Torb - we're only comparing the potential presidents experience to the potential vice prez experience because the claim was made that even Palin is more experience than Obama - which is obviously not true.

I can well understand why Ray has been reacting the way he has, but I won't say anymore than that otherwise I will be guilty of the very same thing. I will say I find the tone of the above paragraph to be condescending and uncalled for, however.


I find it fascinating that you accept Ray's bringing my religion into the conversation, calling me stupid, AND several other insults and sit there in silence - and here I've written a paragraph without a single insult and you find it condescending? Okay mate...says a hell of a lot more about you than it does about me. By the way, I can only assume you took the "permanently injured" metaphor the wrong way. I meant the fight putting one person out of commission where they don't have the spirit or heart to carry on in future discussions. ffs...this forum is becoming like a battlefield. Friendly fire! Friendly fire! *smack*...sh*t...I'm hit...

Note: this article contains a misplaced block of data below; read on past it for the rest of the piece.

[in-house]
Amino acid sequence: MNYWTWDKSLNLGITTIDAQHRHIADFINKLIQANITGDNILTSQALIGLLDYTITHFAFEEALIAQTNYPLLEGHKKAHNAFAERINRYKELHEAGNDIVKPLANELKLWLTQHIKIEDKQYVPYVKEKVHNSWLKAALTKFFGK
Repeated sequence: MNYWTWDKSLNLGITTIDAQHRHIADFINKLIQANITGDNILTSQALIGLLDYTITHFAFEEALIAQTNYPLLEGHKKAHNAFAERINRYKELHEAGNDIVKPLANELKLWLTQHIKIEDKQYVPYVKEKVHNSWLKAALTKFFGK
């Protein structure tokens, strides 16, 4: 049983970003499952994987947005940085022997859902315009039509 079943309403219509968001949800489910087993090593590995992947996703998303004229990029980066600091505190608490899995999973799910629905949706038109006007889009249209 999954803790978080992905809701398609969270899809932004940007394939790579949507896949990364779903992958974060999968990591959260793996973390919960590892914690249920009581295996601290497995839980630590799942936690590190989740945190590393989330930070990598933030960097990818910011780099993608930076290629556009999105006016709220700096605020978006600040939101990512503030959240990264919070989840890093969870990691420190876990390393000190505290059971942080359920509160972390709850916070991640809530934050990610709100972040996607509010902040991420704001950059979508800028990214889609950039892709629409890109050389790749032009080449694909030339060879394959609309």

I will not stand for anyone being bullied or talked down to in this forum, that goes for admins and members alike. When something is clearly subjective and open to interpretation it is understandable when things get out of hand. This has not been one of those times.


Yes it is. And if you won't stand for anyone being talked down to in this forum - looks like you're apparently a little late for the party.

In case anyone is thinking that Ryan and I have had a fallen out you are mistaken. It's just in this instance I believe he is wrong and have also said as much privately. Anyway, you should see some of the arguments we have had in the past, they really do turn the ether blue! :)